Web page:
The Congressional Budget Office estimated the deficit last month clocked in at $737 billion, which would be by far the highest tally for any month in four decades of data kept by the Treasury Department.
Since the fiscal year began Oct. 1, the agency said in a report issued Friday, red ink has stacked up to an estimated $1.48 trillion for the past seven months, or $949 billion more than the deficit for the same period last year.
The April shortfall, if confirmed by Treasury’s final reading next week, would far eclipse the current record of $235 billion in one month, which occurred just a few months ago in February.
Last month’s damage was compounded by a delay in the annual tax filing deadline, which is usually April 15.
Typically it’s a surplus month, with the budget finishing $160 billion in the black a year ago at this time, for example. But the deadline has been pushed back to July this year to accommodate households and businesses negatively impacted by the economic shutdown.
The CBO predicts the deficit for the fiscal year ending Sept. 30 is estimated to hit $3.7 trillion, which would be more than twice the previous record of $1.4 trillion in fiscal 2009, at the height of the Great Recession. As a share of the U.S. economy, which is a more meaningful comparison over long periods of time, at nearly 18 percent the budget gap would dwarf anything seen since World War II.
The CBO attributed the huge deficit increase to the economic disruption caused by the pandemic and by the federal government’s response to it, including several pieces of legislation whose deficit impact is estimated at roughly $2.4 trillion over a decade. Most of that shortfall will occur this fiscal year.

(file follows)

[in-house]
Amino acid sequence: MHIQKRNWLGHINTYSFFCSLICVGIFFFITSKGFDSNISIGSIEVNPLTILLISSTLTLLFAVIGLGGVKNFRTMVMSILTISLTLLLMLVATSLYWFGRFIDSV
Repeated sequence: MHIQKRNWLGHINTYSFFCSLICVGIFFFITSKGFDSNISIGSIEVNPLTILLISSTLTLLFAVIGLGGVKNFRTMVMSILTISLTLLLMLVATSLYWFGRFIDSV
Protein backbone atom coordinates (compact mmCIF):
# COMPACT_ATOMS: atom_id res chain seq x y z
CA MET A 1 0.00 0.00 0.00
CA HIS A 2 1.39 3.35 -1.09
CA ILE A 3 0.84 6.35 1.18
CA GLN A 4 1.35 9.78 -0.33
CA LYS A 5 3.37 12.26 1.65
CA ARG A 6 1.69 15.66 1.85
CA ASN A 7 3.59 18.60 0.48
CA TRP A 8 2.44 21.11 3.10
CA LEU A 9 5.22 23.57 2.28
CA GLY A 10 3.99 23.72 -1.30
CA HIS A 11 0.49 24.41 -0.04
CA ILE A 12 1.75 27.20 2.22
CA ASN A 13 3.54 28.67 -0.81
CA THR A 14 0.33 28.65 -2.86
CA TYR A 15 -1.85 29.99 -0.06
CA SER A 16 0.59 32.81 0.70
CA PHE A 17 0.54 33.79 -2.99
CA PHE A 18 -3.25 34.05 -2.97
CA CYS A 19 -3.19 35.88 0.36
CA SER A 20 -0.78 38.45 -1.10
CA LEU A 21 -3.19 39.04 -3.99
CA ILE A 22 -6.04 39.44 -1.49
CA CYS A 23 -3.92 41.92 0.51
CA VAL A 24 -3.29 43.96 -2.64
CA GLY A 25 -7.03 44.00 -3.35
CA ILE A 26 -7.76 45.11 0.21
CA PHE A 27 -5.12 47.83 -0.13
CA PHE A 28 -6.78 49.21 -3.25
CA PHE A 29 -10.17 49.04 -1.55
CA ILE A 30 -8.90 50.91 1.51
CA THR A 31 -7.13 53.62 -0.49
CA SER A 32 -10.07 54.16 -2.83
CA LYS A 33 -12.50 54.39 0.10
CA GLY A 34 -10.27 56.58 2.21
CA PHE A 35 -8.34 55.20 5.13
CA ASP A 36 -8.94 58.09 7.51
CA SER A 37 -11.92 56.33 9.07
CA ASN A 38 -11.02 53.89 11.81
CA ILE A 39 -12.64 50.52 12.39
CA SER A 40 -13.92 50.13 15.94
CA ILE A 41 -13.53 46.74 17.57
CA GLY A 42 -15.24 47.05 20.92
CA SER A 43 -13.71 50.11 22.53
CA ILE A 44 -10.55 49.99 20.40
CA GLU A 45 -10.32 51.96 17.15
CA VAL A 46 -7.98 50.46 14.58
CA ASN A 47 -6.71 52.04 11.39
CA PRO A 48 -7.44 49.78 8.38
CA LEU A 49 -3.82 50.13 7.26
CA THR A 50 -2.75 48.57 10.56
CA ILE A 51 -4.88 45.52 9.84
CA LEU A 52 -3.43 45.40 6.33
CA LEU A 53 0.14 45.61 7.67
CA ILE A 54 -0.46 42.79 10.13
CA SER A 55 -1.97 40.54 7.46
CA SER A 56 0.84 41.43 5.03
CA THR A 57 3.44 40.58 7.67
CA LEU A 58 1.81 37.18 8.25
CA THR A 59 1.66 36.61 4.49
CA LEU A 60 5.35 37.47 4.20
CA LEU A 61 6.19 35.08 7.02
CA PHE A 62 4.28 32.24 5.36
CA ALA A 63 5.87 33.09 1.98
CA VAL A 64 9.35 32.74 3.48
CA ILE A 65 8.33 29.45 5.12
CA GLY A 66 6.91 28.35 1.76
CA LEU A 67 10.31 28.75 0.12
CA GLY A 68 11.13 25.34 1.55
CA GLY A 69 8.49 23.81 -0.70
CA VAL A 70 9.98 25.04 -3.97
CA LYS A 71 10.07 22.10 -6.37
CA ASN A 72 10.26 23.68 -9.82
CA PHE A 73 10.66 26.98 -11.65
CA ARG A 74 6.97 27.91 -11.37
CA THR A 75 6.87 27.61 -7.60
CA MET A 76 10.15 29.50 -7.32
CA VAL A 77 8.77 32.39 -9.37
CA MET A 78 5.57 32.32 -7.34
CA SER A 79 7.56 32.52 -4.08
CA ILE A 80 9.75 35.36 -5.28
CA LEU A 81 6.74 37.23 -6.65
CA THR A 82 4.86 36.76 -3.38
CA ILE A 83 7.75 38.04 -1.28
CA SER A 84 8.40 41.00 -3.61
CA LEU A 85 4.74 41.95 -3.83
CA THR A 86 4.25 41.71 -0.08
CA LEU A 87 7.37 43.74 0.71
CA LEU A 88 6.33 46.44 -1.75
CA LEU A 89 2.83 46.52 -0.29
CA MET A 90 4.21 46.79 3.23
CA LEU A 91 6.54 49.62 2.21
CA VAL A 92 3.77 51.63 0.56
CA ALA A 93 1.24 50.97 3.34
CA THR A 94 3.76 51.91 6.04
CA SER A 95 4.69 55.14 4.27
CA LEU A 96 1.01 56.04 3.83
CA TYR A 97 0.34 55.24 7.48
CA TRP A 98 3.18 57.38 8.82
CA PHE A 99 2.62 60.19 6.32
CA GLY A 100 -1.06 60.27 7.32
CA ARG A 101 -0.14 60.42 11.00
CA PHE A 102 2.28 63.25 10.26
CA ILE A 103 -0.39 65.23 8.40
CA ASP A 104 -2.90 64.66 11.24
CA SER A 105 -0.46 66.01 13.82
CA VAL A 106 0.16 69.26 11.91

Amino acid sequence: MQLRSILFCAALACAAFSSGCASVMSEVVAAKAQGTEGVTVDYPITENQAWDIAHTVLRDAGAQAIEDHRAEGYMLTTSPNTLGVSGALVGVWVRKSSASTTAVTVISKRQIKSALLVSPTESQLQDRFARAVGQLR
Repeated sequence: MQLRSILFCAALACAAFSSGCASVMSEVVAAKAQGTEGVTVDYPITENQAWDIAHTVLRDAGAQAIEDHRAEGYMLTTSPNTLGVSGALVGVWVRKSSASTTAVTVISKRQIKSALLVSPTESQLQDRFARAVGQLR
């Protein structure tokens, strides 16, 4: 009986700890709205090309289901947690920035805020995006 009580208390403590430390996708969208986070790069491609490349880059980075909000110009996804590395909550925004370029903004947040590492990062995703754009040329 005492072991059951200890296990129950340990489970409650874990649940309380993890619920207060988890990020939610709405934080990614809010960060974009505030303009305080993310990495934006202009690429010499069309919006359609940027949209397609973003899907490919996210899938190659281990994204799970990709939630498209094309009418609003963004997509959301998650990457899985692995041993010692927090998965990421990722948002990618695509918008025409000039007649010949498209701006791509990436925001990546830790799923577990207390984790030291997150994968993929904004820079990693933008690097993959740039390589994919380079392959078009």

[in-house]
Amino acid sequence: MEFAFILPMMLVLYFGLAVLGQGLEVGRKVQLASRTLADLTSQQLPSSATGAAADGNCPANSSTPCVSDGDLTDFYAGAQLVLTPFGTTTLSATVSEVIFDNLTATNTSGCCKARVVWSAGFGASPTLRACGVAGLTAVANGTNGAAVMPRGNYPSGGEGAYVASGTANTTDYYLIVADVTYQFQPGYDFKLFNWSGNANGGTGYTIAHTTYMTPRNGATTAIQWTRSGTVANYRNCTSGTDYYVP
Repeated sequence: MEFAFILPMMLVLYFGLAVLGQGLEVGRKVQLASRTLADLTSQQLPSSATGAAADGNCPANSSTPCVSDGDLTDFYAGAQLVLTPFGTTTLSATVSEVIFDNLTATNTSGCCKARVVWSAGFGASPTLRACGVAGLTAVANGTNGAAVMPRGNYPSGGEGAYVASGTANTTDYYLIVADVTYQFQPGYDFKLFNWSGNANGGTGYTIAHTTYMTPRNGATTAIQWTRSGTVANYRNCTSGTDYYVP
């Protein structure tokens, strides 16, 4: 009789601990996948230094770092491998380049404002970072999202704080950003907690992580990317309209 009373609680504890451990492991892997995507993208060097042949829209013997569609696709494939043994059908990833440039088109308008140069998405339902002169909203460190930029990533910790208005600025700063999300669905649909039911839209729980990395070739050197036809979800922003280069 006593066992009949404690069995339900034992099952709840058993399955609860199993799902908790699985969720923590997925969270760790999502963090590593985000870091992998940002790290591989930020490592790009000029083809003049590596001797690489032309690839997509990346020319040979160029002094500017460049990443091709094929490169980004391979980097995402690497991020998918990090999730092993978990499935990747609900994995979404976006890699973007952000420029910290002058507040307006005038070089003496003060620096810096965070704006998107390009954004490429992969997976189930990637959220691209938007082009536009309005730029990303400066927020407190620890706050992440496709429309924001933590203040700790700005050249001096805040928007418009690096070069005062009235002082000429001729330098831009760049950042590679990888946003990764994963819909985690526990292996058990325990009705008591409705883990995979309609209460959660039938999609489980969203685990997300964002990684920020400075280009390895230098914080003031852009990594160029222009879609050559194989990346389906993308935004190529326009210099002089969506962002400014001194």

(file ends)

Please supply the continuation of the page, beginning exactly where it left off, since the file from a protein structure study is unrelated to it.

And that’s before further legislation planned by Speaker Nancy Pelosi, which is expected to easily top $1 trillion.
In part because the federal government extended tax filing deadlines but also because of the plunge in economic activity, revenue over the past seven months is 10 percent lower than during the same period last year. April revenue alone was down $296 billion, or 55 percent.
Spending was 29 percent higher through April than during the same period last year. During that month alone, spending was two-and-a-half times higher than the previous year’s output, totaling nearly $1 trillion just for April.
Driving the higher spending were tax rebates sent out by Treasury last month under the $2 trillion aid bill enacted March 27, as well as big expansions of Medicare and other payments to hospitals, aid to states and localities, and unemployment insurance.
Last month unemployment insurance benefits swelled to $49 billion; last April’s figure was just $3 billion, according to the CBO. The big March aid bill created a new temporary $600 weekly add-on to regular benefits, while jobless claims swelled by over 20 million in April alone, according to Bureau of Labor Statistics data.